Over the years, I have played a wide variety of board games and have a lot in my collection. I have pure Euro games and bit dice chucking Amerithrash games. This got me thinking about the different types of gamers that people are and which …
Tag: Ticket to Ride
When buying gifts, sometimes I do that to try and improve someone’s collection of games, and by that, I mean to move beyond the likes of the Monopoly, Clue, Scrabble, Chutes and Ladders, and Candyland that most househoulds have had, and take those people who like games, but give them some more options to play. I’m going to be skipping Catan, Ticket to Ride, Pandemic, and Carcassone for this list, because those are the most obvious options, and I highly recommend them all. But what are some other games that offer some interesting play?
Escape Room Games
With this, I’m mainly talking about Unlock and Exit, because I’ve played both of those series, and I really highly recommend Unlock. In fact, Unlock has a new Star Wars box that is out, so a theme that will even standout. These games are basically little escape rooms in a box. Now, that doesn’t mean that they are easier than an escape room since they are smaller, they can be really tricky with hidden clues and figuring out how to use the information that you’ve found together. But this is a great family activity sort of a game. You can only play each of them once, but they work really well for casual groups and are really engaging throughout. Unlock is nice because you could play it in your group and then pass it to another group because you don’t destroy anything. Exit you do often destroy part of the game to figure out a puzzle or two or three. I also like Unlock because while both of them are time based for how well you do, Unlock has an app with a count down timer that just makes it smoother, versus Exit where the time is counting up.
I’ve talked about a lot of roll and writes, and this actually isn’t one, but it has a bit of that feel to it. In this game, you are drafting a dinosaur meeple from a handful of them that you have, and then based on how a die is rolled placing it on the board into a pen. Some pens want all different dinosaurs, some want all of one type or pairs of dinosaurs. It’s a fast little game that works really well for drafting and is pretty easy to keep track of because everyone will end up with the same number of dinosaurs on their board. There are other drafting games out there that are solid as well. I always recommend Sushi Go Party! as well, but that one can, at times get muddled because if people don’t draft at the same speed someone can end up ahead or behind and it’s harder to count it out. Draftosaurus doesn’t offer the variety, but it is a very simple game that can be played with a wide variety of ages.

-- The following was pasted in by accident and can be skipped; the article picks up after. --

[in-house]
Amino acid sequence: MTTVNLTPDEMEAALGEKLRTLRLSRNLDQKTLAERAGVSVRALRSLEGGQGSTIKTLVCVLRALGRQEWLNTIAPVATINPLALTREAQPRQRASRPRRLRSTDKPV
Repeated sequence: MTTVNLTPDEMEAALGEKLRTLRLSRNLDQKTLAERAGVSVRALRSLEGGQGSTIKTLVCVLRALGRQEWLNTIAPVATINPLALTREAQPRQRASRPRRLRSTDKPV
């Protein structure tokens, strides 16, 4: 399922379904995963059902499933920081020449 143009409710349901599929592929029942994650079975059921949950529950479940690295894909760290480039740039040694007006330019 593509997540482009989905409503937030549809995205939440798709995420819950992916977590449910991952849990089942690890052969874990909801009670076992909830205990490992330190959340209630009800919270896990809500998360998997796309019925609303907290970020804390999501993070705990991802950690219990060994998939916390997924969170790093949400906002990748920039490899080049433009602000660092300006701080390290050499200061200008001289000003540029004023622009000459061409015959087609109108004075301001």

I was torn on this one between Splendor and Homebrewers, I actually prefer Homebrewers by a fair amount, but it’s just a bit more complex and the theme won’t be for everyone. In Splendor, you are renaissance jewelers who are going out and getting the best jewels. You start out by taking one time use jewels, and then you can buy a jewel card for a cost of your one time use jewels. Those jewel cards then give you a permanent jewel of that color that you can use to buy more jewels. And your goal is to get the jewel cards that score points and be the first to fifteen. The game is simple and it works well. Generally, there isn’t anything that stands out as making this game amazing, but there is also nothing to knock about it. Something on par with it would be the city building game of Machi Koro that would work as well. If the people you know already have those games (or one of them) and might be looking for a step up, Homebrewers is great, or Century: Golem Edition, of the brewing theme doesn’t work.